A massive Farmers’ Week celebration held at the Montana State College kicked off the year 1921 for Farm Bureau members. The well-established agricultural convention was an annual meeting place for many of the state’s agriculture organizations.
Farm Bureau presidents gathered in Bozeman to mingle with other producers and conduct their annual business. More than 125 members and 26 county agents represented 27 of the 30 county farm bureau in the state that year. The six-day convention was packed with forums, meetings and demonstrations. The week proved to be a tremendous success. It also changed the course of Montana Farm Bureau history.
In the three years the state bureau had been together, the county delegates stood firm in a commitment to build the organization from the bottom up through education and community service. But by 1921, delegates decided the bureau needed to extend beyond education. It was time to develop an economic and legislative program.
Thoughts from the Farmers’ Week speakers helped urge the affiliation discussion along. American Farm Bureau Federation Vice President S.L. Strivings urged the members to join the national federation.
“We need you and you need us,” he said.
Together, he noted, producers could have a voice in solving larger economic issues, too.
"Mr. Strivings is urging the cooperation of all thinking people in solving the great national economic and production problems that affect the producers of food. This low price to the producer, however, was not reflected to the consumer, as he clearly showed. He pointed out that in his own state he had seen the Danish cabbage grower pack his cabbage in barrels. And for the crop receive one cent per head while four hours ride distant he watched the retail buyer pay 15 cents per head for the same cabbages. He characterized this condition as criminal and told his hearers they must bear part of the blame for it.
“The challenge of these economic problems of production, distribution and consumption, is up to you,” he told the farm bureau men, “and through the great educational work of the farm bureaus, state and national, you must solve them. No one else will do it for you. Bankers, manufactures, railroad men. All are interested, but not so vitally as you are.” (Glasgow Courier, 1921)
The delegates agreed, and voted to affiliate with the American Farm Bureau Federation. The decision would still have to be ratified by the county farm bureaus, but their grassroots representatives paved the way to a bigger picture.
The newly elected Montana governor, Joseph M. Dixon appeared for his first public speech since assuming office. Every theater seat was filled for his Farmers’ Week address. He assured the crowd the legislature wanted to help Montana farmers.
“Let me urge on you men of the farm bureaus, if you men, speaking really for the farmers, will outline a program, knowing what you want, and come to Helena and present it rightly, I guarantee that the legislature will be delighted to pass the bill you present with any show of unanimity.”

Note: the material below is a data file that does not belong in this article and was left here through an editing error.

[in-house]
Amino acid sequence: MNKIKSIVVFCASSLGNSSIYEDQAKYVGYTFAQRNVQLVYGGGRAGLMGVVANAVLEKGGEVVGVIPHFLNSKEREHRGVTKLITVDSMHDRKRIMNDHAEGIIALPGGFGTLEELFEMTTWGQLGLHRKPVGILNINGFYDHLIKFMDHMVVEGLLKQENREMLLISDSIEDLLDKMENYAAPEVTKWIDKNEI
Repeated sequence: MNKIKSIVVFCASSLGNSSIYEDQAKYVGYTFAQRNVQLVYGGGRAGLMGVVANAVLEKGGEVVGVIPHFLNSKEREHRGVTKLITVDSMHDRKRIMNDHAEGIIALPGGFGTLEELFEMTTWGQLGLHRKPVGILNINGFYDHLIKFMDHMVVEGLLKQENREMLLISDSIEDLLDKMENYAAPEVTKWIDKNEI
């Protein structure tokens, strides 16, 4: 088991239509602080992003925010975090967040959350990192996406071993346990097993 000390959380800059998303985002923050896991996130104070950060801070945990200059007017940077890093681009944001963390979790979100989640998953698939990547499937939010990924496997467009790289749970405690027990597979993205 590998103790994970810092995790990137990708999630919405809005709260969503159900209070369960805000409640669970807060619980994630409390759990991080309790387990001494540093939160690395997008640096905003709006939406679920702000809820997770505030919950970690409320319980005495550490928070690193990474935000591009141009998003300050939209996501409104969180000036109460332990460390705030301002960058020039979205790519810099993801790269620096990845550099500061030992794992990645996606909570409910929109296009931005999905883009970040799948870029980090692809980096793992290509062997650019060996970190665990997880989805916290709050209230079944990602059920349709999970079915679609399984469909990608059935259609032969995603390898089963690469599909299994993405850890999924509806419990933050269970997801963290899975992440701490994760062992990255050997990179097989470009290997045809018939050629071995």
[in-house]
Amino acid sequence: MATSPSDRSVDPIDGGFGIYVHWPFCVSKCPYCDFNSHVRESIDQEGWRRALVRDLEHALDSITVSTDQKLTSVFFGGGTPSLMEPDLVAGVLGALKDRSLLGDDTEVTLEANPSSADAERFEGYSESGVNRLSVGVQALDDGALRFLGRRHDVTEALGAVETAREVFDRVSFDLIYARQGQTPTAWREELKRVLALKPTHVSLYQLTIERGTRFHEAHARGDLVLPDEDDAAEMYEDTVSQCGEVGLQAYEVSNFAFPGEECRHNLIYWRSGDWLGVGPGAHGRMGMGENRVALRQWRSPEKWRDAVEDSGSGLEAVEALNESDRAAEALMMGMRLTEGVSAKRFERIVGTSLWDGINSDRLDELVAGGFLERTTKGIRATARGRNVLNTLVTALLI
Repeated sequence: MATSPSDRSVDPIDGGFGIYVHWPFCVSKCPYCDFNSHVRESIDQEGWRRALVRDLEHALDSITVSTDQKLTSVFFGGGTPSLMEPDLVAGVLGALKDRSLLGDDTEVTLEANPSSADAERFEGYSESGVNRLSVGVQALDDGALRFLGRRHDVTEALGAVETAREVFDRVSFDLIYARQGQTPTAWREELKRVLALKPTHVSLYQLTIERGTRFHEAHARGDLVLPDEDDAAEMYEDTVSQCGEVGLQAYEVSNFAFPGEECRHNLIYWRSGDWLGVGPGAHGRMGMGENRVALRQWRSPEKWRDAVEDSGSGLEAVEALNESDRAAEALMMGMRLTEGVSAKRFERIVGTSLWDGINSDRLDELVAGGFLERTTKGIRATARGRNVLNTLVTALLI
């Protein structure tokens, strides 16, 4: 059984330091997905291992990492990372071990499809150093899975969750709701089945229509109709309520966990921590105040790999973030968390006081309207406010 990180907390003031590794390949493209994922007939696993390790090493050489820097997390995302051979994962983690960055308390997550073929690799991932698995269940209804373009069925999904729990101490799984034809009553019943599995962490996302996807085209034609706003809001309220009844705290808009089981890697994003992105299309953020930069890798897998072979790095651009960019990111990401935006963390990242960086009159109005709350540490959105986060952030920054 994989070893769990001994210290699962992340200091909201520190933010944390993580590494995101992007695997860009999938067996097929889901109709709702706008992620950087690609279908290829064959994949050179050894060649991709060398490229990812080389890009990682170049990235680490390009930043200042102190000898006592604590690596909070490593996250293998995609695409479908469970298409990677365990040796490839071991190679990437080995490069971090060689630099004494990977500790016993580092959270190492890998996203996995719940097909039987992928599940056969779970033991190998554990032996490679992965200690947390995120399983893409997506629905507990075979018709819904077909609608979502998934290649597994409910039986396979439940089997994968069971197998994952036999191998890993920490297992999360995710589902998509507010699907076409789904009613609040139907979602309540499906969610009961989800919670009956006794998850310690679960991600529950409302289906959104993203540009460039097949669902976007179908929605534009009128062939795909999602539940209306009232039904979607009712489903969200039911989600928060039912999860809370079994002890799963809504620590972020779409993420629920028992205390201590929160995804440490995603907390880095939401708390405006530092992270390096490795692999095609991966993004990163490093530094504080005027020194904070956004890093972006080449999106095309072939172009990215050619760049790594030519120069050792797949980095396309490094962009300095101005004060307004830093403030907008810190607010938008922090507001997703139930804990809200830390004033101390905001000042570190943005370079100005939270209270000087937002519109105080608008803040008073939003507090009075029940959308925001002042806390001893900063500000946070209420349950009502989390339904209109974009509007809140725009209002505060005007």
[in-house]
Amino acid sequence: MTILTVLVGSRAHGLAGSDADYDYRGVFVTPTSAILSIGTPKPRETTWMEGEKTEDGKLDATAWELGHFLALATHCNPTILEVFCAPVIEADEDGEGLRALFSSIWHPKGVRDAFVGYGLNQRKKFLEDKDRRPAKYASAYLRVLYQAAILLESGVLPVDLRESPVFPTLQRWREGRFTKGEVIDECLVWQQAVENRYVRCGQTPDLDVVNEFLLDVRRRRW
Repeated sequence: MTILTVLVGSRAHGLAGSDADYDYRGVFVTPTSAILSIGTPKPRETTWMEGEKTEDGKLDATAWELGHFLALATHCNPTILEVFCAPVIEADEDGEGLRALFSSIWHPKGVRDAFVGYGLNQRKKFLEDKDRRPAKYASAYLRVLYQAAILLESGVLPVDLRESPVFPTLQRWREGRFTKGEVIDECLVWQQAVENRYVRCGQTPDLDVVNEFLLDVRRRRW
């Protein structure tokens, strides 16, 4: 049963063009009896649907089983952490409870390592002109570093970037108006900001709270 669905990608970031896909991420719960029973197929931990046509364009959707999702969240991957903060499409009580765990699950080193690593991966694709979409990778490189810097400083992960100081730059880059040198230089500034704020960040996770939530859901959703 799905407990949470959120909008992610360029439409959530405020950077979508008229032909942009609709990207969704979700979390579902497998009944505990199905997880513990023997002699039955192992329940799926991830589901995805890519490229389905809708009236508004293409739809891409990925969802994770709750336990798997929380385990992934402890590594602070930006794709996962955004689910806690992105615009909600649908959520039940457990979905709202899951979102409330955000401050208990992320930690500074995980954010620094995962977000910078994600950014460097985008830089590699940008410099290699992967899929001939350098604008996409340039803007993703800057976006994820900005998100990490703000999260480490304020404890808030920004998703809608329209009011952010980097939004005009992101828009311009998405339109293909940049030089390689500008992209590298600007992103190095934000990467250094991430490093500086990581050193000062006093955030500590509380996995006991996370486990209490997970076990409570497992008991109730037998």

He suggested they appoint a secretary of agriculture to have a common place they could come together to work out agricultural problems in the state.
“The great trouble with agriculture is that the farmers have never been organized as other industries are. If they could be organized as every other element in society is, they could soon revolutionize conditions in Montana.”
He closed by advising they come together within their bureaus to discuss their problems and come up with a plan of solutions to present to the legislature. He assured they would be welcomed with open arms. (The Glasgow Courier, 1921)
Even though most of the week was filled with farmers coming together and making changes for the better, there was still some discussion and disagreement. One of the biggest debates concerned membership fees. Some argued that membership fees should increase to support such a vigorous and successful organization, while others noted the financial situation of most Montana farmers was still in a rough state. Inaugural membership rates were sold for $1; affiliation would add an additional $1 per member, with half going to the state and half to the national organization. This would have to be ratified by the county farm bureaus, but delegates concluded the farmers’ financial condition needed to be kept in mind, and the membership fees would remain low.
The week concluded with the re-election of Bitterroot Valley farmer W.B. Harlan as the state organization’s president. The pioneering orchardist and former state legislator would play a large role in navigating this new political territory for the state’s leading farm organization.
- The Glasgow Courier (Glasgow, Montana), May 13, 1921, page 8: "State Council Agriculture."
- The Montana Farmer (Great Falls, Montana), Feb. 1, 1921, page 12: “The Montana Farm Bureau”
- The Montana Farmer (Great Falls, Montana), Jan. 1, 1921, page 13: “Strong Program Outlined for Farmers’ Week”
- The Montana Farmer (Great Falls, Montana), Feb. 1 1921, page 1: “Montana Farm Bureau Broadens Scope”
- The Glasgow Courier, Jan. 21, 1921, page 2: “State Farm Bureau Meeting Most Successful In History of West”
- Great Falls Tribune, Jan. 13, 1921, page 1: “Harlan Re-elected Farm Bureau Head”
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